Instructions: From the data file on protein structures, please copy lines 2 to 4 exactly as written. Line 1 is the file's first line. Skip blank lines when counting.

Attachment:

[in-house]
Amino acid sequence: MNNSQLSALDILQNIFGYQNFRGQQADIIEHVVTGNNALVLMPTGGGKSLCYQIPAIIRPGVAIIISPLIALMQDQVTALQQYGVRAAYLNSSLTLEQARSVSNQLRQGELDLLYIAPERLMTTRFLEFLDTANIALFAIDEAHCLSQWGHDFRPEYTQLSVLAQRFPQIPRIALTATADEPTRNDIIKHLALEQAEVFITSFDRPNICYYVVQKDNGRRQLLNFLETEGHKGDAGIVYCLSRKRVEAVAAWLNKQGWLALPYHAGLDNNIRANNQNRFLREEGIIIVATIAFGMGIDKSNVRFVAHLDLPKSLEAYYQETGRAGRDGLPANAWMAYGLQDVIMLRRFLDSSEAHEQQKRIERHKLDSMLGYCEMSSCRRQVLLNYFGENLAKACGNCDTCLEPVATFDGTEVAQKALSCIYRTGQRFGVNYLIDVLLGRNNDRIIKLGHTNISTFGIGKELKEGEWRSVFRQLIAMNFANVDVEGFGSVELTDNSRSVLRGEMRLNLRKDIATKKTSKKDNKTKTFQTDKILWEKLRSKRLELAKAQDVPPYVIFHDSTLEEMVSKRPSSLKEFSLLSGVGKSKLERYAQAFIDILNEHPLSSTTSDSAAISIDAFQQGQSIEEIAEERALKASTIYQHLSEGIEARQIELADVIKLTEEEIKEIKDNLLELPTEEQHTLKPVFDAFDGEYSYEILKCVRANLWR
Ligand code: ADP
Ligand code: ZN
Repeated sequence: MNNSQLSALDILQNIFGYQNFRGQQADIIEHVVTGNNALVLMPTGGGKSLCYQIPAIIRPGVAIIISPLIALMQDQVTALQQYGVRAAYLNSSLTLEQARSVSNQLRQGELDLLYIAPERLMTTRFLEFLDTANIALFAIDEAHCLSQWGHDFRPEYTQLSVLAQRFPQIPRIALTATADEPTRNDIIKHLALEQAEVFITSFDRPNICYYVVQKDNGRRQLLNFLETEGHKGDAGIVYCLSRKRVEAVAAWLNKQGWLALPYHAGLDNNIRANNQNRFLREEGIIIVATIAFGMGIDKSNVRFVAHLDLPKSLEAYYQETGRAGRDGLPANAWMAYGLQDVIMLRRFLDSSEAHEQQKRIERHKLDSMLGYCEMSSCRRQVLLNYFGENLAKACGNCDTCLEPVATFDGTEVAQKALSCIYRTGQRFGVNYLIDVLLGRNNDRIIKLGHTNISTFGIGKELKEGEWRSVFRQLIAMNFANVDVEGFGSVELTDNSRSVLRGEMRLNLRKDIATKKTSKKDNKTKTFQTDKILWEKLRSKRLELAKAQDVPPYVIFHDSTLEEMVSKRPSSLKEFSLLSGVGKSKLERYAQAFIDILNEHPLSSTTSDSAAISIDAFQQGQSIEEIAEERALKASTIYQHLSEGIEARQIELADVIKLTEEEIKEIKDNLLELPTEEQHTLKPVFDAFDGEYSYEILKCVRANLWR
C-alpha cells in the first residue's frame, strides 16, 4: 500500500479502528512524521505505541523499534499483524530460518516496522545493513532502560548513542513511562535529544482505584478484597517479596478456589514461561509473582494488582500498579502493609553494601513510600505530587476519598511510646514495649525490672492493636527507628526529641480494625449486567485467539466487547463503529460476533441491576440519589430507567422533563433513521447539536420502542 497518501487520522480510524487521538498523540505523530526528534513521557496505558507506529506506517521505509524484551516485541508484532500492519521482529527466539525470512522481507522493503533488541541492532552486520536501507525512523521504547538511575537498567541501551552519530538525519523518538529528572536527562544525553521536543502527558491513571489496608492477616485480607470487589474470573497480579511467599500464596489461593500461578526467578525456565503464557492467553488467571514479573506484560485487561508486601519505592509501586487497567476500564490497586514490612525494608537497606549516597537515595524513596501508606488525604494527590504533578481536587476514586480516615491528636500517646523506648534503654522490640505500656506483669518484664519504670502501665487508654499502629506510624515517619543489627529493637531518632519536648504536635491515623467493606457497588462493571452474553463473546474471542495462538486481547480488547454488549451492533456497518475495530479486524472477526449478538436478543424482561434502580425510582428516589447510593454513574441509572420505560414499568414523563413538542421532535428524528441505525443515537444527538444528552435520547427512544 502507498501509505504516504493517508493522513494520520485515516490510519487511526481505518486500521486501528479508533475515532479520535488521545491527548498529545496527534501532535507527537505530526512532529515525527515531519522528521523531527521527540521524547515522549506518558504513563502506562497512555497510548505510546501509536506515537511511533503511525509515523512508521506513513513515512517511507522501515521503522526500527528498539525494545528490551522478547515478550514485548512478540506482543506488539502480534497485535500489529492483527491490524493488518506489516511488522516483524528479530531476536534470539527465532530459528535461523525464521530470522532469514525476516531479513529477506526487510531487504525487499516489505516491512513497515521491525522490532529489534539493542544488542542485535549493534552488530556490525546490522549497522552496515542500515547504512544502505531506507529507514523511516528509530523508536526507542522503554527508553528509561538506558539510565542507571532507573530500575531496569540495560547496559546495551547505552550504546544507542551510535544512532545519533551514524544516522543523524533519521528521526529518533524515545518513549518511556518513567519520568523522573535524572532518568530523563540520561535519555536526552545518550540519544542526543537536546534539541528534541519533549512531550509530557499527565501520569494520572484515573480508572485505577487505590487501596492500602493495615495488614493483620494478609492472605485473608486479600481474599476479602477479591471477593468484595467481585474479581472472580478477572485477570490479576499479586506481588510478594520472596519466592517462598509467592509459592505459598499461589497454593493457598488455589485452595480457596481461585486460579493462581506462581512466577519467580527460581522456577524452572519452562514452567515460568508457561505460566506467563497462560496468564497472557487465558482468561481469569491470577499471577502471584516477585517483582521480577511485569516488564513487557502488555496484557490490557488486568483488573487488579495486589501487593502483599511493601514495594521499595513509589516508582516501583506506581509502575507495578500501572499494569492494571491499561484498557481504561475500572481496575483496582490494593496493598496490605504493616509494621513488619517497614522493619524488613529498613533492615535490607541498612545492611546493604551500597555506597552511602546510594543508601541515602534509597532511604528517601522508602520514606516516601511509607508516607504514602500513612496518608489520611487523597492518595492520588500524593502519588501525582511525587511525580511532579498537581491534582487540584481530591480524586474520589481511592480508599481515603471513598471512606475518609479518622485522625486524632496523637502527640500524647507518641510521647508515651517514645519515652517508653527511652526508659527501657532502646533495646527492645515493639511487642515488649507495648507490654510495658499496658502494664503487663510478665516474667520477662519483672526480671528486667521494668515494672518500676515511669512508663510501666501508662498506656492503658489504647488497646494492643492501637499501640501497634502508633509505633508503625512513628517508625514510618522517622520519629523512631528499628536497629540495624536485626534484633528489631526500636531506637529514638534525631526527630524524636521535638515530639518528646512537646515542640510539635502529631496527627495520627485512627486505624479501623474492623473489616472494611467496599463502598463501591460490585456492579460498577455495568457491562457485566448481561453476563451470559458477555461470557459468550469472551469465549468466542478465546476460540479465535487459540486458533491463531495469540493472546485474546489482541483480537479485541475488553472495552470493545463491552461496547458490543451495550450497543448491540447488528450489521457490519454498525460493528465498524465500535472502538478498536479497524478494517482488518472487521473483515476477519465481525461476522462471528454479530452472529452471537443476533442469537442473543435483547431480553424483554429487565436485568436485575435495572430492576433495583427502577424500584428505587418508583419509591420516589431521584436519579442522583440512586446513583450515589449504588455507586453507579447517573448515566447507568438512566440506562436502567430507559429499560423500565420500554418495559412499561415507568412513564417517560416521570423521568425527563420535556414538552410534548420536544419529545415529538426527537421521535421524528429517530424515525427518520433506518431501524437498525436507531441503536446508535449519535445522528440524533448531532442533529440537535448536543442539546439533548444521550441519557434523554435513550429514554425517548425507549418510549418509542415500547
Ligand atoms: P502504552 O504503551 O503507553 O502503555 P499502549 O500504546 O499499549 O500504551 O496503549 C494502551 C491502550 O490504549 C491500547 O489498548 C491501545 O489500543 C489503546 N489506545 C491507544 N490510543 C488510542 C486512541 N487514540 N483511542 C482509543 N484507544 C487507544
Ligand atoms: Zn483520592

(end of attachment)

Amino acid sequence: MNNSQLSALDILQNIFGYQNFRGQQADIIEHVVTGNNALVLMPTGGGKSLCYQIPAIIRPGVAIIISPLIALMQDQVTALQQYGVRAAYLNSSLTLEQARSVSNQLRQGELDLLYIAPERLMTTRFLEFLDTANIALFAIDEAHCLSQWGHDFRPEYTQLSVLAQRFPQIPRIALTATADEPTRNDIIKHLALEQAEVFITSFDRPNICYYVVQKDNGRRQLLNFLETEGHKGDAGIVYCLSRKRVEAVAAWLNKQGWLALPYHAGLDNNIRANNQNRFLREEGIIIVATIAFGMGIDKSNVRFVAHLDLPKSLEAYYQETGRAGRDGLPANAWMAYGLQDVIMLRRFLDSSEAHEQQKRIERHKLDSMLGYCEMSSCRRQVLLNYFGENLAKACGNCDTCLEPVATFDGTEVAQKALSCIYRTGQRFGVNYLIDVLLGRNNDRIIKLGHTNISTFGIGKELKEGEWRSVFRQLIAMNFANVDVEGFGSVELTDNSRSVLRGEMRLNLRKDIATKKTSKKDNKTKTFQTDKILWEKLRSKRLELAKAQDVPPYVIFHDSTLEEMVSKRPSSLKEFSLLSGVGKSKLERYAQAFIDILNEHPLSSTTSDSAAISIDAFQQGQSIEEIAEERALKASTIYQHLSEGIEARQIELADVIKLTEEEIKEIKDNLLELPTEEQHTLKPVFDAFDGEYSYEILKCVRANLWR
Ligand code: ADP
Ligand code: ZN